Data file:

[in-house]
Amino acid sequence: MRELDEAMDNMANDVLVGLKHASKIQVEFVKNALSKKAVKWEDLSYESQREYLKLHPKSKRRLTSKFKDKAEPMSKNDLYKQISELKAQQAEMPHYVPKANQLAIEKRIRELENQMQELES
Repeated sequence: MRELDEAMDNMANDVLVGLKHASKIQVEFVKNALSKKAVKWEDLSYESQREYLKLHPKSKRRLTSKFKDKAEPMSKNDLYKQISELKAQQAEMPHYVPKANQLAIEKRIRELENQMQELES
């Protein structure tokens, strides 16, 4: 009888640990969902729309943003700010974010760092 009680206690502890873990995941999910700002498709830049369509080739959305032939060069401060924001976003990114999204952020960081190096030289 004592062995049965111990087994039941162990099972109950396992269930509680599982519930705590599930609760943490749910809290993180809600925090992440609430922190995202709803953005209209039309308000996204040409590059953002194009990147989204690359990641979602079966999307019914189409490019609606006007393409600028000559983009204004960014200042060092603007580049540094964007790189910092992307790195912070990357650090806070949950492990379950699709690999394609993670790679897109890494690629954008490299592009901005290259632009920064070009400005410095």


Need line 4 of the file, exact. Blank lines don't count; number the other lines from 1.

């Protein structure tokens, strides 16, 4: 009888640990969902729309943003700010974010760092 009680206690502890873990995941999910700002498709830049369509080739959305032939060069401060924001976003990114999204952020960081190096030289 004592062995049965111990087994039941162990099972109950396992269930509680599982519930705590599930609760943490749910809290993180809600925090992440609430922190995202709803953005209209039309308000996204040409590059953002194009990147989204690359990641979602079966999307019914189409490019609606006007393409600028000559983009204004960014200042060092603007580049540094964007790189910092992307790195912070990357650090806070949950492990379950699709690999394609993670790679897109890494690629954008490299592009901005290259632009920064070009400005410095």